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Cold calling and No Soliciting signs

What is the recommended course of action when you're cold calling and you come across a No Soliciting sign? - by Community Mailbox
Depends.....

My first sales job was as a financial advisor. The job involved wandering door to door... business to business.... prospecting for new clients. On one day I came to the State Office of a Fraternal Organization. On the door was posted a No Soliciting sign. I went in because I was curious about how the organization differed from the Fraternal organization I belonged to.

In the process of learning about the organization, I noticed a bunch of investment books on the shelf. I started to ask questions about the books and their use.

After about an hour of chatting, I walked out with over $300,000 to invest on behalf of the organization.

In my experience, if you feel sales is something you DO TO people rather than DO FOR people, you should just walk past places posted with No Soliciting signs. Otherwise, stop in and get to know some folks. You never know how it will turn out.

Jerry - by jdedwa11
I find that soliciting and asking questions are two different actions. I've been in food sales and almost every restaurant has a "No Soliciting" sign on the door, I find this to imply they don't want traveling briefcase-watch salesmen selling their customers watches at the table.

I would ask to speak to the manager or owner and ask them a question: May I make an appointment to discuss potential foodcost savings with my company? atempting to sell right out of the chute as opposed to having an appointment.

I am currently in the Uniform and linnen industry. I find No Soliciting signs on every major company I cold call on. Again I simply ask for the Manager that handles their needs and make an appointment. - by chrisr110465
In my experience, if you feel sales is something you DO TO people rather than DO FOR people, you should just walk past places posted with No Soliciting signs. Otherwise, stop in and get to know some folks. You never know how it will turn out.
Oh man, Bravo!

I find that soliciting and asking questions are two different actions. I've been in food sales and almost every restaurant has a "No Soliciting" sign on the door, I find this to imply they don't want traveling briefcase-watch salesmen selling their customers watches at the table.
That's one way to look at it and by those rules a true sales pro has nothing to worry about from no soliciting signs.

Occasionally I run into a "No Agents" sign which is about the same as "No Soliciting". I still cold call using the same script with the exception that I add, "I saw your sign and the part about no agents...." and then go right into my original script (Thank You Jerry Bresser for the script!) thmbp2; - by Houston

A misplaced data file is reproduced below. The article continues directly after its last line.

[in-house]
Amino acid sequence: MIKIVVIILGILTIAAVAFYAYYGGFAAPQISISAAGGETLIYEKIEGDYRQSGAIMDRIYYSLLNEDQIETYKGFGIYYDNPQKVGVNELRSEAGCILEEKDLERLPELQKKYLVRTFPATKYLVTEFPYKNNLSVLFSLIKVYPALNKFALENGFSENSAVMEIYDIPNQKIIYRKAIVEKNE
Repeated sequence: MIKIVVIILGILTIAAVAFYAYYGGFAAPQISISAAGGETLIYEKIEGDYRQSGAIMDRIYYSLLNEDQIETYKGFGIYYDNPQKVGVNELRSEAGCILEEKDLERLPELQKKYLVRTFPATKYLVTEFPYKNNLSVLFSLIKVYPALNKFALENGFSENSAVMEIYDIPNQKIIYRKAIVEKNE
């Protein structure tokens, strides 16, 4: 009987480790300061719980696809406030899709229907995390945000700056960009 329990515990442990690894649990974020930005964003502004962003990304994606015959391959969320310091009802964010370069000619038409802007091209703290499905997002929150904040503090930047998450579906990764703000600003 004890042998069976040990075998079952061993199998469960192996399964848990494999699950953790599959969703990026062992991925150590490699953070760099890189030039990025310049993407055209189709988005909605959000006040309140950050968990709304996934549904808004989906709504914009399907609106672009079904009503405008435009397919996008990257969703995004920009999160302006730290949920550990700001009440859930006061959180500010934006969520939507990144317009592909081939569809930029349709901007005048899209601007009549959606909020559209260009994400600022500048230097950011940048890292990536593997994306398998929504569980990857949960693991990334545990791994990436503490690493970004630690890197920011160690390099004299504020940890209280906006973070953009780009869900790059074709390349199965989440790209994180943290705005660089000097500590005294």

What is the recommended course of action when you're cold calling and you come across a No Soliciting sign?

I went through 30 years of door-door cold calling and developed a system regarding signs.

1 Many office doors are originally installed with no soliciting signs. I discovered that most of these tenants forget they even had one. So I ignore those that look as old as the building.

2 I also look at the complex and if they all have them again, I ignore them.

3 If none of the office doors have them but one, I look to see how aged it is and determine from there. (Is it new?) If it is, he or she has the sign there just for you and is waiting to make you look foolish by you ignoring it.

4 If a sign looks fresh or hand made--I never go in. There are way too many fish to fry--I don't need the aggravation.
Also, what good is an upset prospect. That is very hard to overcome.

5 Finally, a sign posted on the inside of the window is also a no-no.

Why? Because I went through a door that had a hand made "No Soliciting" sign. The owner screamed many 4 letter words in my direction, grabbed my sales brochure out of my hand, and proceeded to call the police.

On what grounds could he call the police you wonder? Many counties and cities have "Green River" laws and I could have been cited for soliciting without a license. I promptly departed.

Nevertheless, he called our office, talked to the owner for some time in the hopes of getting me fired. While that did not happen, we were now on notice and had to apply for a license the next time we visited that nice little town. It was very frustrating as the company had worked that town for 38 years without a license. It was a lot of paper work and permit fees just to pay a few hundred dollars.

The dec